in a variety of image domains. While the mathematical properties of total variation have been well studied in applied mathematics, signal processing and machine learning, our understanding of the robustness and convergence behavior of even the best performing algorithms for blind deconvolution based on this construct remains limited, although there is exciting progress being made
Srinivasan et al. (2017). A primary motivation of our work is to shed light on these theoretical issues.Separate from, but complementary to the above lines of work, the enormous success of deep convolutional architectures in vision has led to a number of papers Sun et al. (2015); Schuler et al. (2016); Chakrabarti (2016); Noroozi et al. (2017) exploring how such successes can be adapted to deconvolution in general. While some initial attempts showed the use of machine learning methods for non-blind
image deconvolution (i.e., the blur kernel is provided), discriminatively trained architectures have now been shown to work quite well for the general setting, both with and without priors on motion blur types. A natural question one may ask is whether an in-depth study of the core blind deconvolution formulation and its properties is relevant in light of this still evolving body of convolutional neural networks based literature. The reader will see that our work is complementary. Of the recent proposals in this line of work reformulate deconvolution as a supervised learning problem by synthesizing blurred and sharp image pairs, and are often based on some form of blind deconvolution sub-routine internally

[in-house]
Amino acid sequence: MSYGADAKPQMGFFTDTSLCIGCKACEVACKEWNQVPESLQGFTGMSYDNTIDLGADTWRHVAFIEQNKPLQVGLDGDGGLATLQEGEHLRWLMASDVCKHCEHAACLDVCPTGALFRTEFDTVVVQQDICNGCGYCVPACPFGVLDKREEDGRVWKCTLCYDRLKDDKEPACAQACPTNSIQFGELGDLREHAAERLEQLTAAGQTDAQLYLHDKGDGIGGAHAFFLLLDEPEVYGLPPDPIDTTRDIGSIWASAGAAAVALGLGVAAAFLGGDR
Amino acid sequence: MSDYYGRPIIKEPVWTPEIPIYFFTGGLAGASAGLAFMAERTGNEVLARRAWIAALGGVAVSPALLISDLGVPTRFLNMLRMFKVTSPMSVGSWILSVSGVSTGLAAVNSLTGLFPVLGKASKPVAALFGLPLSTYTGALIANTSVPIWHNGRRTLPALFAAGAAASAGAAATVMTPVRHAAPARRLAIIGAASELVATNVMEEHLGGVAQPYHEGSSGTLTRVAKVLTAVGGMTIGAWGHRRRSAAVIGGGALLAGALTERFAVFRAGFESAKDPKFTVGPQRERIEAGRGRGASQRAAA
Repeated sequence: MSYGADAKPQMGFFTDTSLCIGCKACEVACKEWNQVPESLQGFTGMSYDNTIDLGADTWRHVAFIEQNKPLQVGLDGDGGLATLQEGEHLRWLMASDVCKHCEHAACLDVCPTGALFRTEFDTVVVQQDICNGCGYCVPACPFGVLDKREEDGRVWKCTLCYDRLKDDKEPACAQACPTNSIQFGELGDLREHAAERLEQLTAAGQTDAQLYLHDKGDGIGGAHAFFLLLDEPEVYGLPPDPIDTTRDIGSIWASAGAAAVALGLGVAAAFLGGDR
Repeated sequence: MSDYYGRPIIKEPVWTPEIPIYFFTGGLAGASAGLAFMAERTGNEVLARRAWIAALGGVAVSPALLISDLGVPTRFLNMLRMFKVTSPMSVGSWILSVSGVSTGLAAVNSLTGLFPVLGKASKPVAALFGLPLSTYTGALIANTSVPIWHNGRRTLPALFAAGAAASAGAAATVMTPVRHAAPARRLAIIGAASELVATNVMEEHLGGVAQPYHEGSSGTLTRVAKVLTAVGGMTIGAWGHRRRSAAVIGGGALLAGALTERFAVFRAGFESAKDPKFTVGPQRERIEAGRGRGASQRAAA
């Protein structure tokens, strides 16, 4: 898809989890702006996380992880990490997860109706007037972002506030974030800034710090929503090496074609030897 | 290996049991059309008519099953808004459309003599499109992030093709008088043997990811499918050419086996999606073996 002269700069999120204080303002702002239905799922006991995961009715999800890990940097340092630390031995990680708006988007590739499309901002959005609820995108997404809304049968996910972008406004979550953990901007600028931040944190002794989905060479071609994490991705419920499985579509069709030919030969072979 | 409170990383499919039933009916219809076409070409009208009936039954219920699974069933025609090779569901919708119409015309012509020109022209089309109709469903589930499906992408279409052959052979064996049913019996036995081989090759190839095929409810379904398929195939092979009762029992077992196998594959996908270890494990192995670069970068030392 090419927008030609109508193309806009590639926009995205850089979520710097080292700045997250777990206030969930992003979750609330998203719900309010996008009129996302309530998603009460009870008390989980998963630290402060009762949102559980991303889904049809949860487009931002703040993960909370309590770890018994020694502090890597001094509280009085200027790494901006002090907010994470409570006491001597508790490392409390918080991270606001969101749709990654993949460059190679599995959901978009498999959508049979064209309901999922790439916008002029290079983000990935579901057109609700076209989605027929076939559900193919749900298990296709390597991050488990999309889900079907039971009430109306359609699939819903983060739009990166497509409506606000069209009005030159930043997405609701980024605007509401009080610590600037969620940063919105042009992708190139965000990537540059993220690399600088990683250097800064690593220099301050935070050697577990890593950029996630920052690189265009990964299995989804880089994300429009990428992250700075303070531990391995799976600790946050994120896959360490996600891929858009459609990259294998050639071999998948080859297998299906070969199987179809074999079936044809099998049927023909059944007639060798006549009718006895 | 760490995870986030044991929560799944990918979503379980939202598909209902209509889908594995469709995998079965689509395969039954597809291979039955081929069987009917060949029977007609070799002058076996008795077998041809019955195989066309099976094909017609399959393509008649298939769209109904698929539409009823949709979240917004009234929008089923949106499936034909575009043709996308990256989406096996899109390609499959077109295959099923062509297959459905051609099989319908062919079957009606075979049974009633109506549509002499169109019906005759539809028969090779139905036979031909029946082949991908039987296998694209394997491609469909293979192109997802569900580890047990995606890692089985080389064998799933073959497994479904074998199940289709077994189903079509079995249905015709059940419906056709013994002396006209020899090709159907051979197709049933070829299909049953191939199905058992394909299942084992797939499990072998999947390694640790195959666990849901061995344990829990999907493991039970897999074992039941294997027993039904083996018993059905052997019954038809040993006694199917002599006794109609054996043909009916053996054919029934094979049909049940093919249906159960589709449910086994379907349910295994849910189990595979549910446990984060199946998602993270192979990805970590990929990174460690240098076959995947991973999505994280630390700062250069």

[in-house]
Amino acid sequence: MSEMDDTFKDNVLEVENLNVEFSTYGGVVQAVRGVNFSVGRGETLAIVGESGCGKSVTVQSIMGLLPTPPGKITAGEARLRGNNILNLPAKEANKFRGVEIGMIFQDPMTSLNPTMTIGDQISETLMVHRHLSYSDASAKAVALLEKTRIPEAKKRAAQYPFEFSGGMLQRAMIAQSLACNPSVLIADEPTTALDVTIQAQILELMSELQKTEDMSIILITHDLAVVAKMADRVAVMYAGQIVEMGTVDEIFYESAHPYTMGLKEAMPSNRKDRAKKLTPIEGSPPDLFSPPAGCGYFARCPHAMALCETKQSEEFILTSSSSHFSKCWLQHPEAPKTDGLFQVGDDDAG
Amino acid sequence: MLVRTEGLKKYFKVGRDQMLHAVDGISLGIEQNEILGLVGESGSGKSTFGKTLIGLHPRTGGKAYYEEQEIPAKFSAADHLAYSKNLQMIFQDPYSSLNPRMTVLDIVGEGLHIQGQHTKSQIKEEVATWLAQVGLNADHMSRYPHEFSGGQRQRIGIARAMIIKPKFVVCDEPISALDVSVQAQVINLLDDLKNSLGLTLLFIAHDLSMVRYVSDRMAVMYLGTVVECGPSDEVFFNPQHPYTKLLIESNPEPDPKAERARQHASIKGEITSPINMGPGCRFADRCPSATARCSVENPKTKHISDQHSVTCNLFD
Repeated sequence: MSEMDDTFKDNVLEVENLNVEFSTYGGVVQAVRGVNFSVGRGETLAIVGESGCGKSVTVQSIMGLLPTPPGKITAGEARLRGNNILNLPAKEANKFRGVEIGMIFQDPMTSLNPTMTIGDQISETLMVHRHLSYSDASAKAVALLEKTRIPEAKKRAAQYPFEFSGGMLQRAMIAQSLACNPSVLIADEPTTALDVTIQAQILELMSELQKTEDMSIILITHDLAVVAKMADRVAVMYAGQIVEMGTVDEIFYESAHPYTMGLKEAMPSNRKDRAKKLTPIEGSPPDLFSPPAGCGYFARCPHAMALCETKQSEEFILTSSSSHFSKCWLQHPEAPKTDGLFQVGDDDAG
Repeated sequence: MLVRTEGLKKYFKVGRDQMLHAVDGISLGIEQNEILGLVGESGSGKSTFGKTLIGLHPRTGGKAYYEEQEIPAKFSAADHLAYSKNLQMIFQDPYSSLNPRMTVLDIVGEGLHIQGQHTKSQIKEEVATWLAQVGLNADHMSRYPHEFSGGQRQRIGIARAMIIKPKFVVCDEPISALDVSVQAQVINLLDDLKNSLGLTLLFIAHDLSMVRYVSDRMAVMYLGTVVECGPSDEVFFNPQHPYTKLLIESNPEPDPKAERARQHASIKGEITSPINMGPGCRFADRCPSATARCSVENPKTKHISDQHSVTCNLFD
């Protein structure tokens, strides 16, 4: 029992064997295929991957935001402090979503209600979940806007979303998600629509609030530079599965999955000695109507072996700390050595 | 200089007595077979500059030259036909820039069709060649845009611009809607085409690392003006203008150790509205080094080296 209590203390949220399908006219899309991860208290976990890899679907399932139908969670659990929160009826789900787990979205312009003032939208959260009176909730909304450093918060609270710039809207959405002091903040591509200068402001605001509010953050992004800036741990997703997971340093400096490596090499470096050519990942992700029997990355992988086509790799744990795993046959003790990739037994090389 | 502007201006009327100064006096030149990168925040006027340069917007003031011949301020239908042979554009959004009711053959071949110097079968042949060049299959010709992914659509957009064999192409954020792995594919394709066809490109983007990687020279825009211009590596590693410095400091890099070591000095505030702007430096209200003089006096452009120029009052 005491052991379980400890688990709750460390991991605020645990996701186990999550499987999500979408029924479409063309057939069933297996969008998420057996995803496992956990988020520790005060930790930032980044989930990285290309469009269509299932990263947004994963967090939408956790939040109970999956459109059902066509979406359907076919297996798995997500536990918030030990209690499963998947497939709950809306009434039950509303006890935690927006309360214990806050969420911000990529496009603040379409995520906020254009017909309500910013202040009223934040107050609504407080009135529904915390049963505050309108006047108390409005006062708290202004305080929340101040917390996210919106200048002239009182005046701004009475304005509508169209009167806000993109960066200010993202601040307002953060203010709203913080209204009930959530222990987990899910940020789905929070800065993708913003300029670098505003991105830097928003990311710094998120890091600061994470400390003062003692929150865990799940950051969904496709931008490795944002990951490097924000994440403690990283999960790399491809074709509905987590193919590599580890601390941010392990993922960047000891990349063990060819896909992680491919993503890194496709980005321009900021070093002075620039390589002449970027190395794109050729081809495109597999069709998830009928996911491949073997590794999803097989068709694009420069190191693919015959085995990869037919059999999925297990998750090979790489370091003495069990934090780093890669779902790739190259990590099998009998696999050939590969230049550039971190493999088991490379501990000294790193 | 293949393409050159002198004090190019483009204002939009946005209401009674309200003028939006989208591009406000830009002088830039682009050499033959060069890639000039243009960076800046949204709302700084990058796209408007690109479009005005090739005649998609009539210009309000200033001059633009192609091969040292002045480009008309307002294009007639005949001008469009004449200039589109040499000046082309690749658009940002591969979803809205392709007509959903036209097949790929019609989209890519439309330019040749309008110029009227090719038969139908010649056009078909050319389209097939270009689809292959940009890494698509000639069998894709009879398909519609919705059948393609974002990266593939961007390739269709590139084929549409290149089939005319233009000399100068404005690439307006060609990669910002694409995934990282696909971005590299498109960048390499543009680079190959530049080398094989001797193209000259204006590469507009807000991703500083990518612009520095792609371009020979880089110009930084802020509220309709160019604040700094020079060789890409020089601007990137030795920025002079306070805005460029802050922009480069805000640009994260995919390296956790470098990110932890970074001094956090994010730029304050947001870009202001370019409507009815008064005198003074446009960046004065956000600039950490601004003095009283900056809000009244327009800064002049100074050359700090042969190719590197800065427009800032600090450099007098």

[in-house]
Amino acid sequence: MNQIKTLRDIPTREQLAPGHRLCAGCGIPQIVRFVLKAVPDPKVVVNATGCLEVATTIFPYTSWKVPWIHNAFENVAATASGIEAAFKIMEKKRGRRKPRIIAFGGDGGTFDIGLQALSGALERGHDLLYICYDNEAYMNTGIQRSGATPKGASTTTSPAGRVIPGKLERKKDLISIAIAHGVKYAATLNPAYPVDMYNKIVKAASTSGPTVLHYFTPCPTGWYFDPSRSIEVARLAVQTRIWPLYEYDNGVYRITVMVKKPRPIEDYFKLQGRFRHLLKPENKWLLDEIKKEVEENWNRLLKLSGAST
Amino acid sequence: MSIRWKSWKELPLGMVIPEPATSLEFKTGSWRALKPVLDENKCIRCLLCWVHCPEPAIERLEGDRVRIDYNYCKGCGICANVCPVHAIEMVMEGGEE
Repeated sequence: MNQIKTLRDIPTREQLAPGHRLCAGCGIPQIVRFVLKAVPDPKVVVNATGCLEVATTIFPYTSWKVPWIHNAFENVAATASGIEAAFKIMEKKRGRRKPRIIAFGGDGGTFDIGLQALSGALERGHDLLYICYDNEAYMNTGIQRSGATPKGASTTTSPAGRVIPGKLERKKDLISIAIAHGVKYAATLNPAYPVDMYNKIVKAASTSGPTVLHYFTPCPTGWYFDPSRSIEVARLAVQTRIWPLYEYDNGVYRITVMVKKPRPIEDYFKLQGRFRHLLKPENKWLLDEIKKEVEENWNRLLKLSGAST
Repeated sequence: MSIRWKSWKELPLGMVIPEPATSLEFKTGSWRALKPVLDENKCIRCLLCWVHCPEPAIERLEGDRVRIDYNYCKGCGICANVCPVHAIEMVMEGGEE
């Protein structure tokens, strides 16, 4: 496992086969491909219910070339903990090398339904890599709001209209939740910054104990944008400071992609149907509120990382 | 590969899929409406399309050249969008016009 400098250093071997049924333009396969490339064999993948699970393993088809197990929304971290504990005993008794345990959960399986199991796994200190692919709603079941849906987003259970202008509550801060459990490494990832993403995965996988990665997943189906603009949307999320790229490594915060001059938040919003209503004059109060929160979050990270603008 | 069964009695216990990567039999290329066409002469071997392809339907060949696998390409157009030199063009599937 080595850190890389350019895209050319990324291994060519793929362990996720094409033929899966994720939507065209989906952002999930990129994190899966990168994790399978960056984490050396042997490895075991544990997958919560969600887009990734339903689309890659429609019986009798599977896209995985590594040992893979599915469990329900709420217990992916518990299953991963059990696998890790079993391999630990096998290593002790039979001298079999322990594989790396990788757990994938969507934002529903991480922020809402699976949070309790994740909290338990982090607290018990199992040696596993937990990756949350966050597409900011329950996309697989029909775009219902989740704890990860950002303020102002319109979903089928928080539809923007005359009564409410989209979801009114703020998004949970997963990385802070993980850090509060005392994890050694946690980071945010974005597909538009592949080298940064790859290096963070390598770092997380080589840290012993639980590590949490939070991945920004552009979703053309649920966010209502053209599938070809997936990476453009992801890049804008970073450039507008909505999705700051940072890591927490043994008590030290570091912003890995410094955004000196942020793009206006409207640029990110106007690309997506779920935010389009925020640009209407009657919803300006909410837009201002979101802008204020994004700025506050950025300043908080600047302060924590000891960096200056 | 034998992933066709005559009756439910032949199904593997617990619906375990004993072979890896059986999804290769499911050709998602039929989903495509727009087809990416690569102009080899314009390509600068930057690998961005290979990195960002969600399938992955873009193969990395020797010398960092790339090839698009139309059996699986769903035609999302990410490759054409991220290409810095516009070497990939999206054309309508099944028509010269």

Schuler et al. (2016). As these methods get closer to practical deployment in mission critical applications, a detailed assessment of their behavior profile will be a first order requirement for regulation compliance. To enable investigating the robustness and convergence properties of these architectures and their resilience to adversarial examples — as is happening in the last few years for other problems in both computer vision and machine learning Su et al. (2017); Moosavi-Dezfooli et al. (2016); Moosavi Dezfooli et al. (2017) — we will necessarily rely on and benefit from a “first principles” understanding of such properties for the standalone (i.e., shallow regimes of) blind deconvolution.Contribution. In this paper, we provide (1) a quantifiably and provably robust algorithm for blind deconvolution with (2) guaranteed convergence properties. To our knowledge, no algorithm is currently known that offers both these properties at once. Our convergence guarantees match the best known results in optimization at this time. Our technical analysis is also backed up by practical performance. Via an extensive experimental study, we show that on most available benchmarks, our simple algorithm competes favorably with (or is superior to) the state of the art, and provide a user-friendly implementation which can be easily extended to a complete user-interactive deblurring package.